I like factoids. And, there were a couple that I read while at the Wikipedia entry for “James Bond” as I was drafting my Call for Papers a few weeks ago. As I was reviewing the various ways that culture has been impacted by the franchise, I noticed an astounding tidbit – that it was estimated that a quarter of the world’s population has seen at least one James Bond movie – wow! That information was reported by Klaus Dodds in a 2005 issue of Geopolitics, which makes me wonder, if with the release last November of Skyfall, if that figure has been pushed up a bit more now. It helps that there are 23 films spread out over five decades, but still, it goes to show that a tightly woven marriage exists between Bond and popular culture. One cannot delve into a single media form and not find at least one effort inspired by Bond – I kid you not, even poetry (look for Kimmy Beach’s The Last Temptation of Bond, published by University of Alberta Press and available at Amazon). All this leads to how James Bond has inspired our world for sixty years if starting the clock with Ian Fleming’s release of Casino Royale in 1953.
One venue I was feeling on shaking ground with regards to finding Bond’s presence was in the world of comics. However, after attending Wondercon 2013 in Anaheim, California two weeks ago, I was pleasantly surprised that Bond’s spirit was alive and well. For example, IDW’s oversized, multi-volume treatment of X-9 Corrigan spans several decades, writers and artists and is probably the longest running spy oriented series. Another blast from the past was Boom! Studios series Steed and Mrs. Peel, written by Grant Morrison (New X-Men, Final Crisis) and Anne Caulfield. The comic art style and colour palette, rendered expertly by Ian Gibson (2000 A.D.’s Judge Dredd), give homage to the original 1960s British television show. The television series had espionage and spyfy elements, so I’m anticipating the comic book series will as well.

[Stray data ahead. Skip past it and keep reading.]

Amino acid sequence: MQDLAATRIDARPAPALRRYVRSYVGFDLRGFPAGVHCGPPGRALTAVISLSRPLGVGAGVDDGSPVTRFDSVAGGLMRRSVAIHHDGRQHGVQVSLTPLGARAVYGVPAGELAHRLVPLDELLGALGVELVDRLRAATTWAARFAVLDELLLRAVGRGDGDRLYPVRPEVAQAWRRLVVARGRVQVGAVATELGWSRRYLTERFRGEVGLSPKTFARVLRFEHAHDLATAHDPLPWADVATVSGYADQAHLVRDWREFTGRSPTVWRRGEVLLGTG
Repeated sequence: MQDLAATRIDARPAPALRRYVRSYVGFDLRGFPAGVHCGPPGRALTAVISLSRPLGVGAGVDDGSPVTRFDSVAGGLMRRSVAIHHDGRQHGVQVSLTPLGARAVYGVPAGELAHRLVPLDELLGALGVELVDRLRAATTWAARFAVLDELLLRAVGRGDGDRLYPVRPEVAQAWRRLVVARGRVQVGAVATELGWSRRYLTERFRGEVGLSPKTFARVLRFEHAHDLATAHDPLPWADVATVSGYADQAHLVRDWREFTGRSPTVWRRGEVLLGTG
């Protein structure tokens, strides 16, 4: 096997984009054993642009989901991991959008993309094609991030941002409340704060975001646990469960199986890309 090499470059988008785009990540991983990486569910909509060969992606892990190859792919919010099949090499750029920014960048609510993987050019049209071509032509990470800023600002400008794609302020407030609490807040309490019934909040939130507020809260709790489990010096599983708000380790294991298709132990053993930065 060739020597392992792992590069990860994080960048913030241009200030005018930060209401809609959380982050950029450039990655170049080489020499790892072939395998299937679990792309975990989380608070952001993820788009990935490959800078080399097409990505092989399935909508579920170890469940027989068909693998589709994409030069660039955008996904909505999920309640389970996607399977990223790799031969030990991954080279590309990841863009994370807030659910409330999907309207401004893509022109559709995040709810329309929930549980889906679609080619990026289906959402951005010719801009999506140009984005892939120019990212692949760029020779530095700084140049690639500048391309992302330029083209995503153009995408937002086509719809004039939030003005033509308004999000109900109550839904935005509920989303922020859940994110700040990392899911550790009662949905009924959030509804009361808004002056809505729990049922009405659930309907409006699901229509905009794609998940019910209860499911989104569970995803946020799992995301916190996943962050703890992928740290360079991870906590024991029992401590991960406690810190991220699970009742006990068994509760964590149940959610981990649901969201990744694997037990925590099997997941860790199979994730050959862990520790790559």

The Secret Service, penned by Mark Millar (Kick-Ass, Civil War, Wanted ) and illustrated by Dave Gibbons (Watchmen, Green Lantern) in which a late teens hoodlum gets plucked by his secret agent uncle to attend spy school is a contemporary story that just ended this week with issue six. Apparently, there is a movie adaptation expected for release next year. And, Danger Girl kept popping up at various vendor booths at the con, with some issues being crossovers with some familiar characters: Batman, G.I. Joe and yes, Army of Darkness (I have got to read this one!). The covers reminded me of Pussy Galore and her lethal group of female pilots, proving women can hold their own in the spy world.
Matt Kindt’s Super Spy (2007) published by Top Shelf stood out from the others (see photo), Partly because of the smaller press format, but also the art rendering style. However, after attending a Wondercon panel in which Kindt was interviewed by author/educator Travis Langley (Batman and Psychology), Kindt revealed that he had completed an extensive reading list of all Ian Fleming books (he professes to be a Fleming purist), contemporary spy books and World War II materials. He systematically eliminated what had been written, which resulted in Super Spy as a collection of spy stories comprised of spy stories that had not been told before.
I’m sure there are many others that I have yet to discover, but in the meantime, I’ll be spotlighting the offerings mentioned above, starting with The Secret Service since that series just finished up and was a rather quick read. After going through the comics mentioned above, I’m thinking of heading onto anime. I’ve been watching Najica Blitz Tactics (I cannot believe how many underwear shots there are in this one!) and Darker Than Black. I haven’t picked up Gunslinger Girl or Master Keaton yet, and I still have to research further for more examples in order to determine just how far reaching Bond really is in anime.